Gabby fought to regain her bearings, trying to examine her surroundings through blurry eyes. The side yard was shrunken by a long fence running the length of the property, leaning awkwardly over the grass. Toward the front of the house, over Maggot’s writhing body, she spotted a couch that had crashed through a window and wedged itself against a tree, blocking the way. There was only one place she could go. She pushed herself off the soggy grass and gathered her balance under her feet, spinning around toward the backyard where she noticed the faded paint on the small barn.
Of course. This was the home of the McMullen family, one of the founders of Safety Harbor and the owner of the city’s first orange groves. She knew she recognized the house before. The historical gem was the focus of a class assignment in elementary school. Over the decades, the once grand property had been sold off and converted into numerous subdivisions. This sad home and lone barn were the only two places left from the original homestead. Now, the local landmark lay twisted into an unrecognizable mess destined for the wrecking ball. But the old barn looked stable enough and perhaps could offer her an escape.
As she started toward the backyard, Maggot’s hand swiped across her heels, tripping her back onto the wet ground.
“I ain’t done with you,” he grunted.
She kicked mud in his masked face, blinding him. “Well, I am,” she said.
Hopping up, she ran past the cracking exterior wall bent out like a bow and into the backyard. Her options didn’t improve. The small, grassy lot was filled with the collapsed remains of a wooden pergola that had fallen into a heap of broken wood and overturned wicker. Shattered beams and broken glass left her only one option.
Pulses of sunlight playing hide and seek with the overhead clouds pierced through cracks in the roof, giving her sporadic glances at the interior structure. It was smaller than it looked on the outside, and cubbyholes originally designed to hold livestock or horses had been gutted and prepped for a redesign. There were old oilcan signs and a rusting antique gas pump in the corner. A vintage tool chest and well-used tools, cleaned and polished, sat atop a workbench, indicating the barn was soon to be the home of a classic car surrounded by paraphernalia from its time period. What she wouldn’t give to have access to a car right about now. Or even her crappy bike and a tire-wide path to ride it down.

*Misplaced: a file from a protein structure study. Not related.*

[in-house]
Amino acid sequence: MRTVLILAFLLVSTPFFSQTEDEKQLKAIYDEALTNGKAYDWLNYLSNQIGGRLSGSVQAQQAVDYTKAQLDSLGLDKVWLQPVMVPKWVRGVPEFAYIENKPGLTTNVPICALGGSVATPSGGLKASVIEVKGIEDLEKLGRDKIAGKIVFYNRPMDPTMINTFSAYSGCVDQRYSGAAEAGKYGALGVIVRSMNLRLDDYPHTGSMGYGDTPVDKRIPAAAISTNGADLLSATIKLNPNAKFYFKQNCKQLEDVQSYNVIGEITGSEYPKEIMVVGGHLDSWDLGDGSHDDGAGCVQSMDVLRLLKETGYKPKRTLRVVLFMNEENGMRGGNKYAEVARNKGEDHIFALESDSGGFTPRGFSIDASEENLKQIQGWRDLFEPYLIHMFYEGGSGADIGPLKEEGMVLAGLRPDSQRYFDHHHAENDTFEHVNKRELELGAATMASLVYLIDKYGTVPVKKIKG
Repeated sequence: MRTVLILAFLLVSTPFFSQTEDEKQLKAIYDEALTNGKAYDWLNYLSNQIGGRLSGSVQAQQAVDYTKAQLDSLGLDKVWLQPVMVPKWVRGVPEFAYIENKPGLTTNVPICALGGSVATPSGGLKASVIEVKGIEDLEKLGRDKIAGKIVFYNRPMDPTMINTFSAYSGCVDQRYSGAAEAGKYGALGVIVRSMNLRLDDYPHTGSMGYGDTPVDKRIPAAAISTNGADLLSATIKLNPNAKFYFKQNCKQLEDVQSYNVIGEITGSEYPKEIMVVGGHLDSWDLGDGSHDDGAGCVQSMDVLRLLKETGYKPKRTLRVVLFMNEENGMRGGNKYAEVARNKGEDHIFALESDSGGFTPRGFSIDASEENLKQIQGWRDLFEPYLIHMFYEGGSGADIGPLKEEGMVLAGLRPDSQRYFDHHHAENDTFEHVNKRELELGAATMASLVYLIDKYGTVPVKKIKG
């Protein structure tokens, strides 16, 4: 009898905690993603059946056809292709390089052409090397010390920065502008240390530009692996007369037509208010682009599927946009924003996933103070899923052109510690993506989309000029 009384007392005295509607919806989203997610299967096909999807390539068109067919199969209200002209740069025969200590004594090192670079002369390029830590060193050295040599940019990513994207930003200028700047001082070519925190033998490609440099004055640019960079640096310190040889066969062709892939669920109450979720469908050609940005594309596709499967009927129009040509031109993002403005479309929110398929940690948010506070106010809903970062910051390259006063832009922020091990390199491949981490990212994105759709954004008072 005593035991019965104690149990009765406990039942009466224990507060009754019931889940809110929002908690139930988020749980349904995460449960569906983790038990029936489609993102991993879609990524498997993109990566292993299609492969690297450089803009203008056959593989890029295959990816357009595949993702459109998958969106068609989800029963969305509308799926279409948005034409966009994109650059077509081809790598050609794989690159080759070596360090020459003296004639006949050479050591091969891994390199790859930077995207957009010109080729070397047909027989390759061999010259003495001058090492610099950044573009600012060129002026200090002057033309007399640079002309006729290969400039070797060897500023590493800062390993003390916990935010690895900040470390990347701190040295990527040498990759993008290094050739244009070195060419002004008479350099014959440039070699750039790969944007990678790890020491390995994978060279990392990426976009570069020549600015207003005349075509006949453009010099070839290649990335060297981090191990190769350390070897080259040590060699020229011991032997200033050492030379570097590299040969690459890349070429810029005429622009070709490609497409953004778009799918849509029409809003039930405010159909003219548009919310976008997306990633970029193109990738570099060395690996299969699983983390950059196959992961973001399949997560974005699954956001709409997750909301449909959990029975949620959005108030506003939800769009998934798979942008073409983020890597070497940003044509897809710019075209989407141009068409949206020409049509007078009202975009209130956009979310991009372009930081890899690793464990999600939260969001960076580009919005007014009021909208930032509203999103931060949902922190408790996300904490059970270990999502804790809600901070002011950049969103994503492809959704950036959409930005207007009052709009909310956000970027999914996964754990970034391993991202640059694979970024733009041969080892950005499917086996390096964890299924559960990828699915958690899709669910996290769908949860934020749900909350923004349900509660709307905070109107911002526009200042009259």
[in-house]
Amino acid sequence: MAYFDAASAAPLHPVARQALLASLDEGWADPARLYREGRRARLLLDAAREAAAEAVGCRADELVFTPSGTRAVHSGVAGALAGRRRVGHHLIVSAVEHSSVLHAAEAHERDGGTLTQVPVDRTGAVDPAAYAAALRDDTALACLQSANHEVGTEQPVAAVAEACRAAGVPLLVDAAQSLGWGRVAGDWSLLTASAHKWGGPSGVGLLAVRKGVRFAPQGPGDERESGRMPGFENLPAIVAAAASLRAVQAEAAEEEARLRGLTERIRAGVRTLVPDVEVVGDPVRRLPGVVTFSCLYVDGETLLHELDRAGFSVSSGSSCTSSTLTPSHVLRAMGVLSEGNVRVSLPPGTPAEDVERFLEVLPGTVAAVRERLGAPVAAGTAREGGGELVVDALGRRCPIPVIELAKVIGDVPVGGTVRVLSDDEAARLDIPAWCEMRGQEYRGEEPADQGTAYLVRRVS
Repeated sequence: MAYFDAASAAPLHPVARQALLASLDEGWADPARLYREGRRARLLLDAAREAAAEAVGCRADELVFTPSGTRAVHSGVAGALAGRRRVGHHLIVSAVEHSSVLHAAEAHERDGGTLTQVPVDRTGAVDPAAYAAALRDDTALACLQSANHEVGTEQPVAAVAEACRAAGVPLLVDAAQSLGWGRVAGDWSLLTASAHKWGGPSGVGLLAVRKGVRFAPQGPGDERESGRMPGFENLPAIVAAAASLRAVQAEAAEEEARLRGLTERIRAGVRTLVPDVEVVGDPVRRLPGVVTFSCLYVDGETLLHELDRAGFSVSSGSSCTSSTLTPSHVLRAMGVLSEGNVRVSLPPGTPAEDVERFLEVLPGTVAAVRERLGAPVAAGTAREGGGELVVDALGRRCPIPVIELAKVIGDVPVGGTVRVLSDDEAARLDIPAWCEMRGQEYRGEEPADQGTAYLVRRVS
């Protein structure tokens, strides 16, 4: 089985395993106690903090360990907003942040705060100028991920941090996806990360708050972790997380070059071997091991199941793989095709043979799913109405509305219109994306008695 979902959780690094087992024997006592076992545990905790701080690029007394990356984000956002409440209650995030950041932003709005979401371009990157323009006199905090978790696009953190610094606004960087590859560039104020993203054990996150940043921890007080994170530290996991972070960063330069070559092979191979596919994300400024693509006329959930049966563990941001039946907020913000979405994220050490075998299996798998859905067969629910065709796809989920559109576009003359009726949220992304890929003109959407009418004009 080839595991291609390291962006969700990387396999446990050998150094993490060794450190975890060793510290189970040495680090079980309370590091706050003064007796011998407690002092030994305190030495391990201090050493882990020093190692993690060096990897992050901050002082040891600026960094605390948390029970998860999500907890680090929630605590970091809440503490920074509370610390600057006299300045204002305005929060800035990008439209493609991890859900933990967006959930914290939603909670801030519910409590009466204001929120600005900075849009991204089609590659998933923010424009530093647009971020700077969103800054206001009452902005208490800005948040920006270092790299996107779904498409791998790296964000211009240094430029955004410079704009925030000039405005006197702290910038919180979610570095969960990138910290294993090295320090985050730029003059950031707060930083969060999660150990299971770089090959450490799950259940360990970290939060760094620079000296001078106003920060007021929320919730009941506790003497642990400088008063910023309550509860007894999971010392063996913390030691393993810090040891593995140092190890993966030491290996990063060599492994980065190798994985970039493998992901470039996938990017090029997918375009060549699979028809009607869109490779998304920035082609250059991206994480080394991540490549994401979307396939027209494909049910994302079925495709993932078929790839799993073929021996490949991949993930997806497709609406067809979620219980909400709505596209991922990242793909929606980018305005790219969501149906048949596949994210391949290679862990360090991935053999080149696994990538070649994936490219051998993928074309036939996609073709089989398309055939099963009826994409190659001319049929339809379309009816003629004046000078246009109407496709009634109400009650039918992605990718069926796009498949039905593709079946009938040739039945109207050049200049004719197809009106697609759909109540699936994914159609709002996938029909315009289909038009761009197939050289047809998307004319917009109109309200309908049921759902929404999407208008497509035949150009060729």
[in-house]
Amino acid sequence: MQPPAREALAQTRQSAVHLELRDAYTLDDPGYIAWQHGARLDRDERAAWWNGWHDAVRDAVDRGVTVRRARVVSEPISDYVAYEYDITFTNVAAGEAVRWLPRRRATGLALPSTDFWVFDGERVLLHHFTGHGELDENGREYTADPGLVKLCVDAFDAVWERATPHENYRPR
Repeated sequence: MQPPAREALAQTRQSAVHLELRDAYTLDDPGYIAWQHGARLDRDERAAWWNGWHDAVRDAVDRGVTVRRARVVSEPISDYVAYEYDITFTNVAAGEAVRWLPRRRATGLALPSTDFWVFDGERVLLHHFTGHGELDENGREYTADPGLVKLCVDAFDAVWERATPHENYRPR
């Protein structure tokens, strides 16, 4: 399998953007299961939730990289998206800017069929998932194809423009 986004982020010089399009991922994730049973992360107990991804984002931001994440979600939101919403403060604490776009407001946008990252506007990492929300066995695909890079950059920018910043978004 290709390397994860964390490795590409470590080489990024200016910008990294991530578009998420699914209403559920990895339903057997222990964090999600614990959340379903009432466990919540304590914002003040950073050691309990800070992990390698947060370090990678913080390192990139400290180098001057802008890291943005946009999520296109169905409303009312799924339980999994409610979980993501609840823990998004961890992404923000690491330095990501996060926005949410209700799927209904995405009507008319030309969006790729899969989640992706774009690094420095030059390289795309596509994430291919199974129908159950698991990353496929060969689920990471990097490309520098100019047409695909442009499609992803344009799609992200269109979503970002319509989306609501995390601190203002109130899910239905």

She gave the room the once over and hid in the far corner behind a stack of cut lumber. Her senses were heightened, listening for approaching footsteps and scanning for any subtle movements. As she cowered in fear, Emma’s words crept back into her mind. Here she was, facing another bomb waiting to be detonated or, in this case, a masked assailant pissed off at Gabby’s tenacity. It took only a few moments for the throbbing pain in her leg to return. As she wiped the sweat from her face, she looked around and thought of Emma’s warning. Driven by impulse and anger, she had charged after Maggot without any thought to consequence. She realized this wasn’t an answer to a divine call or even an attempt to collar a criminal. This was Gabby being Gabby. Attack first, think second, pick up the pieces third.
She knew her tendencies usually worked to her advantage. In middle school, bullies rarely expected a girl to attack first. They were looking for pleading and crying, not a quick right hook. As she grew older, few of her fellow teenagers were motivated to do much of anything, so being proactive gave her an edge, especially when it came to helping them with a problem.
Recently, however, the weight of her actions had taken an ugly, painful turn. The older she got, the greater affect her drive had taken on her. For a long time, she thought she was special, that God made her different for a reason. Not only did it dull the pain of being an outcast to all but her closest friends, but it also excused the physical and emotional mess she often left behind.